“Patients who consider the internet to be a ‘know it all’ and do not prefer seeking medical advice, but instead take medicines based on an old prescription or do not complete the full medication course once they start feeling better, become high risk for recurring infections with evolving drug resistance,” said Dr Aditya S Chowti, senior consultant, internal medicine, Fortis Hospitals, Bengaluru. Indiscriminate use of antibiotics for infections not requiring one has also led to rise in AMR.   Dr Chowti added that a protocol must be put in place for every antibiotic dosage prescribed within hospitals and an infection committee must be formed to study different patient case studies and observe any emerging patterns.

Although AMR was considered an urban phenomenon, it has trickled down to the rural areas now. All healthcare professionals are advised to be watchful of the marketing tactics used by pharmaceutical companies and not get swayed to prescribe them for monetary benefits.

A recent international study by Cambridge University found the prevalence of AMR in urine, blood and wound pathogens in people of rural Karnataka. “The irrational use of antibiotics increased over time in the urban areas which has now transferred to rural areas. Over-prescription of antibiotics by the doctors has resulted in this prevalence,” Sumana Mahadevaiah, a researcher part of the study and microbiology professor at JSS Medical College, said.  Dr Bindumathi PL, senior consultant, internal medicine, Aster CMI Hospital, Bengaluru, said AMR has resulted in prolonged illnesses among patients, resulting in longer stays in hospitals.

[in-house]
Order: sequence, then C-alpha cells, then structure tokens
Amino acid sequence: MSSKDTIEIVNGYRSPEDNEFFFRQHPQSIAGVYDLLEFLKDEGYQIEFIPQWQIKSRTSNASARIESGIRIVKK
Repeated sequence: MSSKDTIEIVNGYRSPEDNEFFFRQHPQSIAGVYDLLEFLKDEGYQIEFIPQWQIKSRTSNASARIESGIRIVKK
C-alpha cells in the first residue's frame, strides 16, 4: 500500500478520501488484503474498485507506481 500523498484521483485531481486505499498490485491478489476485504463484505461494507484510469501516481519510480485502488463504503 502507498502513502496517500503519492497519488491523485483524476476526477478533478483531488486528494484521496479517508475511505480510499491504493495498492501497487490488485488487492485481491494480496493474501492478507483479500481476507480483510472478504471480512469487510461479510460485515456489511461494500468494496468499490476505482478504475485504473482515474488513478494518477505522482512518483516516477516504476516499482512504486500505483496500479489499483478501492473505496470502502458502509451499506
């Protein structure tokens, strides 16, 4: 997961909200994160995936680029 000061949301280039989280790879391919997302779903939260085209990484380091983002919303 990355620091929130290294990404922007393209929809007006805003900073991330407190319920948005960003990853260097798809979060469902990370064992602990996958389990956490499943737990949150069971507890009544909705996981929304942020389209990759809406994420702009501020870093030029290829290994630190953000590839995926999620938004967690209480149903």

It is crucial to have infection specialists within hospitals to study all patients and ensure that over prescription of antibiotics is avoided from the doctor’s end and patients are advised to seek medical advice before mindlessly consuming them.

Implementing nationwide measures to curtail the overall consumption of antibiotics emerges as a critical step in the battle against AMR. “Integrating the One Health concept into discussions on antimicrobial resistance (AMR) is pivotal, acknowledging the interconnectedness of human, animal and environmental health. Various campaigns, such as the Blue Light campaign and WAAW campaign, are integral parts of AMR week, emphasizing the importance of awareness in addressing this global issue. Healthcare professionals play a key role by educating patients on antibiotic use, implementing stewardship programmes, and advocating for policies supporting AMR control,” Dr R Krishna Kumar, HOD, Pediatric Cardiology, Amrita Hospital, Kochi, said

Key practices include rational antibiotic prescribing, infection control measures, public education on antibiotic use and improving sanitation and hygiene. Strengthening surveillance systems, promoting antibiotic stewardship, investing in new antibiotic development, and fostering global collaboration are essential strategies, highlighting the necessity of centralized policies to curb antibiotic misuse and abuse across sectors. 

During the AMR Awareness Week, observed from November 18-24, the government and hospitals are making efforts to train doctors and nurses making them aware of possible ways of infections spreading within hospitals and regularly maintaining hand hygiene.